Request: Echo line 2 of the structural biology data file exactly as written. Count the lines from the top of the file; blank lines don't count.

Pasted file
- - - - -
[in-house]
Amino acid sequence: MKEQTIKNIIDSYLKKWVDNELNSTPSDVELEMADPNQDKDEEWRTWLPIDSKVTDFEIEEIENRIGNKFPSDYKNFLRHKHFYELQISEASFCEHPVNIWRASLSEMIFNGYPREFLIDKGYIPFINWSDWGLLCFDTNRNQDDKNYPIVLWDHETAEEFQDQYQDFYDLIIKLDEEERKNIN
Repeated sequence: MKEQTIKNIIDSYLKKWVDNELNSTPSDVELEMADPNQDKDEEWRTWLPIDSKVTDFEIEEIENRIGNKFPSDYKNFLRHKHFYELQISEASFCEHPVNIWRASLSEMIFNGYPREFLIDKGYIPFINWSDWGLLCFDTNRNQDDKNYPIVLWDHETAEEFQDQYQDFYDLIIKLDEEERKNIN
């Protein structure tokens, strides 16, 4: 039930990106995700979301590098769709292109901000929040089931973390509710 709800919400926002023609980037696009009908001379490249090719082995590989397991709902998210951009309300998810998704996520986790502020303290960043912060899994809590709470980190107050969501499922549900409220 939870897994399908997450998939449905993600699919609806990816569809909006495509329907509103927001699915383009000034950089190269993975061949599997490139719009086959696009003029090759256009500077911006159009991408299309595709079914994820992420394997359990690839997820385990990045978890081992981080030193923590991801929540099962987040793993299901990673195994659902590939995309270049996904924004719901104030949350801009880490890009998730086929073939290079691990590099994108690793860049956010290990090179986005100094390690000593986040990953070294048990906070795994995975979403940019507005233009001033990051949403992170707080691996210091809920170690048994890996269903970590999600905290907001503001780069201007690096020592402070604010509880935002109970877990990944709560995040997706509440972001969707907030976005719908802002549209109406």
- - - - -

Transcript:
Amino acid sequence: MKEQTIKNIIDSYLKKWVDNELNSTPSDVELEMADPNQDKDEEWRTWLPIDSKVTDFEIEEIENRIGNKFPSDYKNFLRHKHFYELQISEASFCEHPVNIWRASLSEMIFNGYPREFLIDKGYIPFINWSDWGLLCFDTNRNQDDKNYPIVLWDHETAEEFQDQYQDFYDLIIKLDEEERKNIN